Conservatives’ ‘Triple Lock Plus’ plan freezes out the younger generations says Quilter’s Anderson

by | May 28, 2024

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Following the announcement today about the Conservative party’s ‘Triple Lock Plus’ policy announcement, Kirsty Anderson, retirement specialist at Quilter, has shared her reaction to the proposal as follows:

It has taken an election for the Conservative party to address the perverse situation where many pensioners will soon find themselves having to pay back a proportion of their state pension.

The state pension is now £221.20 per week or £11,502.40 per year in the 2024/25 tax year, leaving just over £1,000 of the personal allowance. This will no doubt see a considerable number of pensioners who have additional retirement income dragged into paying tax. In fact, the last set of data from HMRC showed there with now 6.74 million taxpayers of state pension age for the 2021/22 tax year, a rise of 4.3% compared to the year before.

With this in mind both parties must act and while the Conservatives are dressing up their action as “triple lock plus” if Labour plan to maintain the triple lock they too will need to raise the personal allowance.

 
 

Our previous analysis found that pensioners could need to pay back a proportion of their state pension in income tax in just two years’ time. Simply from an administrative point of view this would prove difficult for HMRC so it seems unlikely if Labour were to get in, they would not be forced to act in some way.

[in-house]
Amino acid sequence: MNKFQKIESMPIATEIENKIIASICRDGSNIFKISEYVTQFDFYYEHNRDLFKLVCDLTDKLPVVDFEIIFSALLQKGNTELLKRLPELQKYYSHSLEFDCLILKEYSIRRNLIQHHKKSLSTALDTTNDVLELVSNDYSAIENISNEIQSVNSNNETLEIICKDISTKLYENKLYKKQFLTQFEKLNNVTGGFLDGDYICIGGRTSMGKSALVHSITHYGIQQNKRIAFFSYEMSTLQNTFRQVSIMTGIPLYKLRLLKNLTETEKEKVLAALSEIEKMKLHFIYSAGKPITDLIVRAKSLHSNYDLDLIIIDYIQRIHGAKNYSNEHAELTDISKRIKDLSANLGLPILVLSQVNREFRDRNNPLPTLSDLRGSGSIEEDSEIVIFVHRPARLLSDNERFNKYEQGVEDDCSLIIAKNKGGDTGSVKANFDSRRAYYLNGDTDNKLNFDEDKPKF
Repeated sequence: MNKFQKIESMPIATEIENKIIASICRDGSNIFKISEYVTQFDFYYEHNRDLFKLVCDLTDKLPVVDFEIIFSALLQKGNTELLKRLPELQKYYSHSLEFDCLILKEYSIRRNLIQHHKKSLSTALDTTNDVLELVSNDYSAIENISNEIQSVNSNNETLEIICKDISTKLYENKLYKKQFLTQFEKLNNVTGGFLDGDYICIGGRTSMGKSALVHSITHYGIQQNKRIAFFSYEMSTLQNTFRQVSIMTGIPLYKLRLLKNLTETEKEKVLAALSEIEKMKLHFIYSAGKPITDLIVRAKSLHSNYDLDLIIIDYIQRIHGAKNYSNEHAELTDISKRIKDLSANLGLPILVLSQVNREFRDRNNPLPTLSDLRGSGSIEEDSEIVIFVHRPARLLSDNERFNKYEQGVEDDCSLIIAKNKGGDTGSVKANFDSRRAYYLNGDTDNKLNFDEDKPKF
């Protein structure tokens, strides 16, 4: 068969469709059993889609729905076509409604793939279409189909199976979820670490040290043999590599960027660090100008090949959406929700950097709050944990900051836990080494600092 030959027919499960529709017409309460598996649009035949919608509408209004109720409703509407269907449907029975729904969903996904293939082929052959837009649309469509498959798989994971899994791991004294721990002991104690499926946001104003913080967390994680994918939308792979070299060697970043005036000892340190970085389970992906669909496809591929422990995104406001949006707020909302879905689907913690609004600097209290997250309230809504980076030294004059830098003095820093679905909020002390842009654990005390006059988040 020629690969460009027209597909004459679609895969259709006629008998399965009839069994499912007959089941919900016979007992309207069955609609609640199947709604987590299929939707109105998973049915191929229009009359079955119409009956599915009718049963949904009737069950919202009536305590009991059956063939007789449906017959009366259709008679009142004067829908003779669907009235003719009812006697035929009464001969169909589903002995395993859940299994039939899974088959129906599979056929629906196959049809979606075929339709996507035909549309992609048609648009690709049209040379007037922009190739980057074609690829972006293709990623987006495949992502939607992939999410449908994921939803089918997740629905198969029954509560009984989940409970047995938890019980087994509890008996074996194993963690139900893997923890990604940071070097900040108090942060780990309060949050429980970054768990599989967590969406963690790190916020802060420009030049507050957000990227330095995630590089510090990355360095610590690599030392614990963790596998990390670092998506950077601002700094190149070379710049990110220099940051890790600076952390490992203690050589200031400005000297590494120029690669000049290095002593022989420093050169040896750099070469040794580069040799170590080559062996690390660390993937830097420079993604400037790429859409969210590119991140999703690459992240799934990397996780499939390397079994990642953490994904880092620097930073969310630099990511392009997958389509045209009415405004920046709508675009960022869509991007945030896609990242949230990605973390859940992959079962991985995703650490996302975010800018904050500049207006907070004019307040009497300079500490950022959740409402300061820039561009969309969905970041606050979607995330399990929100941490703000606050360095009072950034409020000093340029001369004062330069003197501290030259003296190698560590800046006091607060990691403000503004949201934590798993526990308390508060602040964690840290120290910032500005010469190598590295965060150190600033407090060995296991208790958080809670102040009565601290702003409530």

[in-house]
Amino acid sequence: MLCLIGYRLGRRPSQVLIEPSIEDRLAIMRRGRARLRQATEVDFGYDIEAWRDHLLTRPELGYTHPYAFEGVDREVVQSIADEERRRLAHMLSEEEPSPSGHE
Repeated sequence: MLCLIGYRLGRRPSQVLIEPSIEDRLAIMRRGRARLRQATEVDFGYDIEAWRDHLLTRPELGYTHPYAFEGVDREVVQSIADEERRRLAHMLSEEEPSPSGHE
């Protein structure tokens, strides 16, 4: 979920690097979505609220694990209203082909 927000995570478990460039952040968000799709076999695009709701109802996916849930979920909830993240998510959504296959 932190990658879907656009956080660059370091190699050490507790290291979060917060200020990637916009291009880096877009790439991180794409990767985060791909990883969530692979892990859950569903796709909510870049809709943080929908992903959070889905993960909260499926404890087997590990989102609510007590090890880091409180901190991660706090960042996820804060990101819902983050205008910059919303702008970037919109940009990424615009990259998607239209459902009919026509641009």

Frozen thresholds continue to raise tax revenues through the backdoor due to fiscal drag. Unless thresholds are changed meaningfully the whole nation will suffer an ever-bigger tax burden. Increasing the personal allowance just for pensioners may be popular with pensioners but the rest of the tax paying public may feel that separate more beneficial rules for pensioners further increases intergenerational inequality.

More generally though the triple lock continues to be a political hot potato. The reality is if the policy is changed for the worse by either party it would so enrage a core voter base that it could prove disastrous for their election hopes but there are some significant structural problems with the policy.

 
 

A more sensible approach rather than constant tinkering would be to link pensions more closely to average earnings. This would represent a good alternative as it would create a more predictable and sustainable pension system. This model not only aligns pension growth with national economic performance but also fosters a fairer distribution of wealth across generations. This approach would mitigate the financial unpredictability associated with the triple lock, creating an easier way to effectively budget and ensure that pension increases do not disproportionately benefit one demographic at the expense of another.

In advocating for a shift towards a system pegged to average earnings, the conversation goes beyond the immediate financial implications to touch on the broader principles of fairness and sustainability. However, the truth is, given older generations vote in much larger numbers than their younger peers it would be too politically damaging for either party to take a more long-term view of the triple lock.

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